*Subject:* Re: Thoughts on GPL
*From:* "Jonathan S. Shapiro" <jsshapiro@earthlink.net>

*Date:* Wed, 25 Feb 1998 10:18:36 -0500

Mike:
Proof: Cygnus was started with $6000 cash, and 7 years later, we
received a $6.25M cash investment. I won't tell what % of the company
we sold for that amount, but in worst case, let's pretend it was 100%.
That's a 1000x ROI. If we can do that in the next 7 years, we'll have a
$6 _billion_ dollar valuation!
Uhh, Mike? Check your arithmetic?
6000 * (1+ROI)^7 = 6,250,000
Based on a 100% sale (your idea), this would give an ROI of 270%, not
1000%.
However, one needs to count your sweat equity as part of the original
investment. My valuation on that, given my (fuzzy) recall of the
circumstances, was about $500,000, so the right calculation is more
like:
506000 * (1+ROI)^7 = 6,250,000
That would give an ROI of 43%.
If the investor bought 33%, that means you had to make $18.75M in year
7. My recollection is that you did, or if not, you weren't off by
much. It therefore would have been a good thing (in retrospect) to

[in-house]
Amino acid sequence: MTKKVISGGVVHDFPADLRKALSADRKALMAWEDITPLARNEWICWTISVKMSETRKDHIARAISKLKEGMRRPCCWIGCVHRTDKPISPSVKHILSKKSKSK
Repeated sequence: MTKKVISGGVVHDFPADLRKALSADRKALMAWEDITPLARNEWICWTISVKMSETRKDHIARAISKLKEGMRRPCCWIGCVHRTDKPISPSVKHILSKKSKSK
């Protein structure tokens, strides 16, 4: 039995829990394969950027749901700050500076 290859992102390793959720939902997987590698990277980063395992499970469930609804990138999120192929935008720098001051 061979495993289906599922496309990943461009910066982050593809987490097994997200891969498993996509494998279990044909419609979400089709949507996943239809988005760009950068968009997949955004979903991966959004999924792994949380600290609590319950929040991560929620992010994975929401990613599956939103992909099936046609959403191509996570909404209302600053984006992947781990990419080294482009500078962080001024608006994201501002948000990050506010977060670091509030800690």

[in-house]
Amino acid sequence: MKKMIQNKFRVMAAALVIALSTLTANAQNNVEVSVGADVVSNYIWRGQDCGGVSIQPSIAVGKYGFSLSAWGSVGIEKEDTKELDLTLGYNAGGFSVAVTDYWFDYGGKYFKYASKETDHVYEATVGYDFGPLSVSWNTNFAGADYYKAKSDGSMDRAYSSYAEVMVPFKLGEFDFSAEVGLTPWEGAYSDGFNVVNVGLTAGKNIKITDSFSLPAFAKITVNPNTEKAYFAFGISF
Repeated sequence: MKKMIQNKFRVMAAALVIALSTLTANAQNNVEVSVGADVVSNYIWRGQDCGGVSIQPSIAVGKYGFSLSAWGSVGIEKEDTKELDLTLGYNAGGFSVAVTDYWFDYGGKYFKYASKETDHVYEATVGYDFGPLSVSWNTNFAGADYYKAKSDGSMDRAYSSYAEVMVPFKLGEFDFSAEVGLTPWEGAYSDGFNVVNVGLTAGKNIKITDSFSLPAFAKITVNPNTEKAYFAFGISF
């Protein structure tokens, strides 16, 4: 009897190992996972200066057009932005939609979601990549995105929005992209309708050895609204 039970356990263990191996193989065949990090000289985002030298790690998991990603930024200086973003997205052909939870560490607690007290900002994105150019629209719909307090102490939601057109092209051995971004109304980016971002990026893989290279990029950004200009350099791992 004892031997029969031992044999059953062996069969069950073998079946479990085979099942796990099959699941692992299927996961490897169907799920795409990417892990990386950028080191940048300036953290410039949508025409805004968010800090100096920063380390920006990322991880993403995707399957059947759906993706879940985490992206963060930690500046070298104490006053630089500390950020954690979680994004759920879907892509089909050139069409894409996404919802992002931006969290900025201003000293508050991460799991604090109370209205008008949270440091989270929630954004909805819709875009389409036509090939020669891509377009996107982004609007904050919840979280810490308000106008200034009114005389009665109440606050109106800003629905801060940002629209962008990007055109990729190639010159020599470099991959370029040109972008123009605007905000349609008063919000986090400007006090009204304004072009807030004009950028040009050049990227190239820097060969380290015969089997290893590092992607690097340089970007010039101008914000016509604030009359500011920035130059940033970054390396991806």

have invested in the early stage.
August Greylock is a fairly typical investor. Their question from the
year 7 perspective was whether you could sustain the growth, and what
your P/E ratio ought to be.
Cygnus's P/E ratio, in my opinion, assesses fairly low. First, you
are a services company with no asset value. Under the GPL model, you
have minimal retained value in your expertise, because you give the
results away after a short period of time. My take is that a P/E
ratio of around 2.5 is about right *in the absence of a proprietary
code base.* The market will assess higher because you are a software
company and most investors won't examine the prospectus carefully.
So let's look forward based on a 33% investment at $6,250,000. This
means that by year 10 you need to have a valuation of $51,450,000
(revenues of $25M+). That is probably doable, but my sense is that
you won't get much past year 13 on this model. At that point your
valuation needs to be $141,178,800. You can probably get that on
paper, but I don't think the company could actually be sold for that
in practice.
shap